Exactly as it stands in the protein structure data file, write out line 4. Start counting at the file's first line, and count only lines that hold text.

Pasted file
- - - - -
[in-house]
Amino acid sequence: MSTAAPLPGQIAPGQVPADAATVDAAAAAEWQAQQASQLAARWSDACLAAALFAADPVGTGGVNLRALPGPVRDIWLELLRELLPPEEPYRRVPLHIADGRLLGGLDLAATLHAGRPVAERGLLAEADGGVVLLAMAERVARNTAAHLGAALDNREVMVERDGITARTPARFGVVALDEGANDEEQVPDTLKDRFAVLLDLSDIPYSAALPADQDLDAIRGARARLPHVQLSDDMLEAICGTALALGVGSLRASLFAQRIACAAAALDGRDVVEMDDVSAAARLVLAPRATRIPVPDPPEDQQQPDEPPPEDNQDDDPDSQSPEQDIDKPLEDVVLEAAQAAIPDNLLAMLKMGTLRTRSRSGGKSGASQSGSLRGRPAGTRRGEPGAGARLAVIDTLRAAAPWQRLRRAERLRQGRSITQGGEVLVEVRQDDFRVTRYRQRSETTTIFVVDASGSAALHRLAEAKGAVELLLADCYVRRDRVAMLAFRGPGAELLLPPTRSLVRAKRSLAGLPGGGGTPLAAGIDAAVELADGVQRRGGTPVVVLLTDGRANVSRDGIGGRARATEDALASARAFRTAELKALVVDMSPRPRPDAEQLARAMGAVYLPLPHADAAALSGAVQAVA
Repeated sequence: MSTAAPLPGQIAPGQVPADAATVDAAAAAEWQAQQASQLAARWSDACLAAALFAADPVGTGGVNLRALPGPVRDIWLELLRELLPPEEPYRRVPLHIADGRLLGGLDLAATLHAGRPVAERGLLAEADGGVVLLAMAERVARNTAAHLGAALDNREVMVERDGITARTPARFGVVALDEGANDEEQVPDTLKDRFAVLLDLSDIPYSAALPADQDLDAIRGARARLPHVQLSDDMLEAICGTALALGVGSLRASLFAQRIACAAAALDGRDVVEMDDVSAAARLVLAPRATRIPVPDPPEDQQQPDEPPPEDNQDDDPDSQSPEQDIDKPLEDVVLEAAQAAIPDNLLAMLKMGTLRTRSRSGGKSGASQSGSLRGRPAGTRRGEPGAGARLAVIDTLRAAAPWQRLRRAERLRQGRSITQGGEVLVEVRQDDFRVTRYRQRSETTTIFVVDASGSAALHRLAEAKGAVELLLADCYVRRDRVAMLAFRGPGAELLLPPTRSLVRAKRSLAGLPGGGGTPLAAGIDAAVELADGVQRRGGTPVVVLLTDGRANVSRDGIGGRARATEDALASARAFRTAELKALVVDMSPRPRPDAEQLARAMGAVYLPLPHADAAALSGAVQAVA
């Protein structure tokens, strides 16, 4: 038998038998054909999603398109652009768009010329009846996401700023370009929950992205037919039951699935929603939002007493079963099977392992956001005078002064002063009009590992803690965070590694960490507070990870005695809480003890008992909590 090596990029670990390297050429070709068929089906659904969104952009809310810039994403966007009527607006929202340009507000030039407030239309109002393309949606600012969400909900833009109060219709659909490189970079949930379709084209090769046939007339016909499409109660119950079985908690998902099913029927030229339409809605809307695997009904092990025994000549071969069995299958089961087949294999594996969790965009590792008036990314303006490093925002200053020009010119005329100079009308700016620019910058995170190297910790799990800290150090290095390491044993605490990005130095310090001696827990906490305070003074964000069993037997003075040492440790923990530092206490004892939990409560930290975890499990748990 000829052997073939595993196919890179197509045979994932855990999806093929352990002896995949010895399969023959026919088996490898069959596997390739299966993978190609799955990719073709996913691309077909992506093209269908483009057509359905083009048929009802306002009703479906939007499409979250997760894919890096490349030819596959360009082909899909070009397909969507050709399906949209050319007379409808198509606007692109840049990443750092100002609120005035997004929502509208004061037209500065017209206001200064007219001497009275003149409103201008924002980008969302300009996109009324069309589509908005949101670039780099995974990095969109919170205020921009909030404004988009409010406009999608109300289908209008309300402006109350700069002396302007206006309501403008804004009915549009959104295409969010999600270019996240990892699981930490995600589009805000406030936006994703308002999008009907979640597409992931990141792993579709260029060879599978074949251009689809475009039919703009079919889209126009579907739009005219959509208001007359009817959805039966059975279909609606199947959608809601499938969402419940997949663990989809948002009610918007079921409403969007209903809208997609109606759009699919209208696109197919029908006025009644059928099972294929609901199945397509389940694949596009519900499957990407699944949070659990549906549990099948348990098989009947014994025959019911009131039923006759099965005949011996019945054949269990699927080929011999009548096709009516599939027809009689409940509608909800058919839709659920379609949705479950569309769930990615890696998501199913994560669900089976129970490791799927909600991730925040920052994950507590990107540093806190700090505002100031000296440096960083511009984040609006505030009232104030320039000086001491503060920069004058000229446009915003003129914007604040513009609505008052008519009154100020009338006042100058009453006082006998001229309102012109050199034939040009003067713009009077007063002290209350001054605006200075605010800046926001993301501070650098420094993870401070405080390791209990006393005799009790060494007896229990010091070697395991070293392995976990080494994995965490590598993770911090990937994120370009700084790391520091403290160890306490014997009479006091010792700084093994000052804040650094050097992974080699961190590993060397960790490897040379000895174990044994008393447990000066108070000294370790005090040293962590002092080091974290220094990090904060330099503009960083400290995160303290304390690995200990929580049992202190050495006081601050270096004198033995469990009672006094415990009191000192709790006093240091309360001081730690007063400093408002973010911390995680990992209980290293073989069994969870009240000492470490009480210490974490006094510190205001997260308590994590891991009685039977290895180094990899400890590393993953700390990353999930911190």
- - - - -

């Protein structure tokens, strides 16, 4: 038998038998054909999603398109652009768009010329009846996401700023370009929950992205037919039951699935929603939002007493079963099977392992956001005078002064002063009009590992803690965070590694960490507070990870005695809480003890008992909590 090596990029670990390297050429070709068929089906659904969104952009809310810039994403966007009527607006929202340009507000030039407030239309109002393309949606600012969400909900833009109060219709659909490189970079949930379709084209090769046939007339016909499409109660119950079985908690998902099913029927030229339409809605809307695997009904092990025994000549071969069995299958089961087949294999594996969790965009590792008036990314303006490093925002200053020009010119005329100079009308700016620019910058995170190297910790799990800290150090290095390491044993605490990005130095310090001696827990906490305070003074964000069993037997003075040492440790923990530092206490004892939990409560930290975890499990748990 000829052997073939595993196919890179197509045979994932855990999806093929352990002896995949010895399969023959026919088996490898069959596997390739299966993978190609799955990719073709996913691309077909992506093209269908483009057509359905083009048929009802306002009703479906939007499409979250997760894919890096490349030819596959360009082909899909070009397909969507050709399906949209050319007379409808198509606007692109840049990443750092100002609120005035997004929502509208004061037209500065017209206001200064007219001497009275003149409103201008924002980008969302300009996109009324069309589509908005949101670039780099995974990095969109919170205020921009909030404004988009409010406009999608109300289908209008309300402006109350700069002396302007206006309501403008804004009915549009959104295409969010999600270019996240990892699981930490995600589009805000406030936006994703308002999008009907979640597409992931990141792993579709260029060879599978074949251009689809475009039919703009079919889209126009579907739009005219959509208001007359009817959805039966059975279909609606199947959608809601499938969402419940997949663990989809948002009610918007079921409403969007209903809208997609109606759009699919209208696109197919029908006025009644059928099972294929609901199945397509389940694949596009519900499957990407699944949070659990549906549990099948348990098989009947014994025959019911009131039923006759099965005949011996019945054949269990699927080929011999009548096709009516599939027809009689409940509608909800058919839709659920379609949705479950569309769930990615890696998501199913994560669900089976129970490791799927909600991730925040920052994950507590990107540093806190700090505002100031000296440096960083511009984040609006505030009232104030320039000086001491503060920069004058000229446009915003003129914007604040513009609505008052008519009154100020009338006042100058009453006082006998001229309102012109050199034939040009003067713009009077007063002290209350001054605006200075605010800046926001993301501070650098420094993870401070405080390791209990006393005799009790060494007896229990010091070697395991070293392995976990080494994995965490590598993770911090990937994120370009700084790391520091403290160890306490014997009479006091010792700084093994000052804040650094050097992974080699961190590993060397960790490897040379000895174990044994008393447990000066108070000294370790005090040293962590002092080091974290220094990090904060330099503009960083400290995160303290304390690995200990929580049992202190050495006081601050270096004198033995469990009672006094415990009191000192709790006093240091309360001081730690007063400093408002973010911390995680990992209980290293073989069994969870009240000492470490009480210490974490006094510190205001997260308590994590891991009685039977290895180094990899400890590393993953700390990353999930911190």